TELL’s investigation reveal that after the emergence of Buhari aspresident, Obasanjo was frequently visiting the Presidential Villa. But notlong afterwards, many Nigerians, including those that voted for Buhari startedcomplaining about his poor performance. Buhari is said to be surrounded by ahandful of presidency officials who are determined to line their pockets withpublic funds more so, when the president is said to be unaware of their antics. Despite the obvious lapses, Obasanjo still defended him, admitting thathe knew that Buhari was not sufficiently knowledgeable about the economy andforeign relations but that he would expect him to do well in security.Subsequently, Obasanjo was said to have advised Buhari during one of his visitsto the Presidential Villa to convene a meeting of past leaders, not necessarilythe Council of States meeting, so that he could tell them what his challengeswere at the time in order that they may offer him some useful advice. Obasanjoalso advised that in order to achieve geopolitical balance and spread, formerVice President, Alex Ekwueme and former Secretary General of the Commonwealth,Emeka Anyaoku be invited to the meeting since the only two past heads ofgovernment from the South-east zone, Nnamdi Azikiwe and Aguiyi Ironsi had died.He also advised that General Theophilus Danjuma be invited to the meetingdespite that he did not occupy any of those positions. That wasshortly before Buhari’s first official visit to China in April 2016. Buharipromised to convene the meeting upon his return from China.
Obasanjo did not stop at that. Before he returned to his OtaFarm house, he met with a retired general of northern extraction ,intimating him of his mission to Aso Rock. In response, the General,with an obvious sinister motive, inquired of him, what Obasanjowould do ifBuhari failed to abide by his pledge. Obasanjo said he would stop going to theVilla. And upon his return, Buhari did not convene the meeting, and that wasthe last straw that broke the Camel’s back. Obasanjo had earlier called onBuhari to retire and stay by the sideline like an elder statesman, havingachieved his heart desire to rule the country under a democratic dispensation.A similar call had gone to him from General Ibrahim Babangida who suggestedthat a younger person should be given the opportunity to lead the country. Butthose advice only attracted condemnation by presidency officials.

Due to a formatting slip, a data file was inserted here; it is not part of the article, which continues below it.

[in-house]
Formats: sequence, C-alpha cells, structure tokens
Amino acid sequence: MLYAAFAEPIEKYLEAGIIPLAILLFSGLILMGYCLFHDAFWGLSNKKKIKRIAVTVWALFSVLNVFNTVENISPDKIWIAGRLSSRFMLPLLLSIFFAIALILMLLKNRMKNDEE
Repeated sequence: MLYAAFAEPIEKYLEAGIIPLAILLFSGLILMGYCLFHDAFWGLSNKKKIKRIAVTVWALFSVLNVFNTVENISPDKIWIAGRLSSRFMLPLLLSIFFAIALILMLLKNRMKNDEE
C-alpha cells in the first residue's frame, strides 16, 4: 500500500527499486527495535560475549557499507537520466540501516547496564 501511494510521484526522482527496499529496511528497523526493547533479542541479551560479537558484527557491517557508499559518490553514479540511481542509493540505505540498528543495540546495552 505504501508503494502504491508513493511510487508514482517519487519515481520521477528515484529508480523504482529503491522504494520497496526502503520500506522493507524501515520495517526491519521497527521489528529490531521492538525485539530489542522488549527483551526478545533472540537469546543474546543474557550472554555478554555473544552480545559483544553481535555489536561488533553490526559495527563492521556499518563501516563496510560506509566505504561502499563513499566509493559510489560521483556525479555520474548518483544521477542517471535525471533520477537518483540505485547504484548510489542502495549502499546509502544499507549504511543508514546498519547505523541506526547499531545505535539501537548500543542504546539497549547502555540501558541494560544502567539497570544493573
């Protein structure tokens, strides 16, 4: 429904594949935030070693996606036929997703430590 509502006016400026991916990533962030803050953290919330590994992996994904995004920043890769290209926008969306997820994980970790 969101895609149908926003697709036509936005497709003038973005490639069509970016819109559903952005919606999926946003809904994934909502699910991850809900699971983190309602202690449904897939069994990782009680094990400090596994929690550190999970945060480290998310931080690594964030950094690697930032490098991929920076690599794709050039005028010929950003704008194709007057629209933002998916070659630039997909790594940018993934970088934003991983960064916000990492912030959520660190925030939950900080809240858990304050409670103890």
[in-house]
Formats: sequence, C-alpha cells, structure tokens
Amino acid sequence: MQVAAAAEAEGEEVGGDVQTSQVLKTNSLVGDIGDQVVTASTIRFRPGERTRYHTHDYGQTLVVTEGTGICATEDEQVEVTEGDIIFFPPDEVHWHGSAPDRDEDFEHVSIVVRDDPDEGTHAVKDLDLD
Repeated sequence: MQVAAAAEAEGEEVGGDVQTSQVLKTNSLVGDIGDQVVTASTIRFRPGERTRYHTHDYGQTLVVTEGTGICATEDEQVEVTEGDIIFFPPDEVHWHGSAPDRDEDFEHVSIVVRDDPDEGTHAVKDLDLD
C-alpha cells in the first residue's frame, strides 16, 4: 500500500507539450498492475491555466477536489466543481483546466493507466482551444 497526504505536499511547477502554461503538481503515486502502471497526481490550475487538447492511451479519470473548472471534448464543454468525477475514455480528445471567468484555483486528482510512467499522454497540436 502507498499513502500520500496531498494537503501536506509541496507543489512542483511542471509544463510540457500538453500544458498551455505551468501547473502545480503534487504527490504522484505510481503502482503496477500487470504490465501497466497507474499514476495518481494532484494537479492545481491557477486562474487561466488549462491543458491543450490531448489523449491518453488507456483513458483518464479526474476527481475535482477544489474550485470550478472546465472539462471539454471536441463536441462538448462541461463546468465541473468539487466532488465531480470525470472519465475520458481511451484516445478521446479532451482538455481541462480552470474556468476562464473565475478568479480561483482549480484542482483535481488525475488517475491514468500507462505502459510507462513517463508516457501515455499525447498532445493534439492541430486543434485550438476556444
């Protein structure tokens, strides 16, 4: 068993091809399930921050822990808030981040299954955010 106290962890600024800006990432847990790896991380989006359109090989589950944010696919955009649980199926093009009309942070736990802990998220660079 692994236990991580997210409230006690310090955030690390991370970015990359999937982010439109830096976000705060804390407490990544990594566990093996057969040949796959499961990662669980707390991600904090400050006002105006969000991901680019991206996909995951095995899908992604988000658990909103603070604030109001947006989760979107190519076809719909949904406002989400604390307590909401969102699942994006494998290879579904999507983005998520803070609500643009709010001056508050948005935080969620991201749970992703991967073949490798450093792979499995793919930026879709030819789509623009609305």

Beginning with the upcoming elections, Obasanjo in his secondletter to Buhari expressed doubt over the integrity of the Independent NationalElectoral Commission, INEC, wondering if the ruling party and government allowit to function like an independent umpire. He tries to pre-empt INEC onallegations of plot to rig the election, citing the last governorship electionin Osun State, which was characterized by large scale irregularities and whatthe major opposition party and independent observers believed to be signs ofobvious bias on the part of the electoral umpire.
“From what we saw and knew about Osun State gubernatorialelection, what was conclusive was declared inconclusive despite all advice tothe contrary,” Obasanjo declared, while recommending to the internationalcommunity, possible sanctions that could be meted out to Nigerian electoralofficial who may engage in acts that are capable of derailing the nation’sdemocracy.
Apparently disgusted, Obasanjo did not spare Vice President YemiOsinbajo, in whom many Nigerians have expressed disappointment in recent times.The Trader Monicontroversy and the timing of the handout to marketwomen concentrated mainly in the cities , like Lagos and Abuja is onearea the former president did not overlook in his letter. “It isno use, at this juncture, to keep lamenting about the failure, incompetence,divisiveness, nepotism and encouragement of corruption by Buhari administrationas there is neither redeeming feature nor personality to salvage the situationwithin that hierarchy. You cannot give what you don’t have,” he lamented.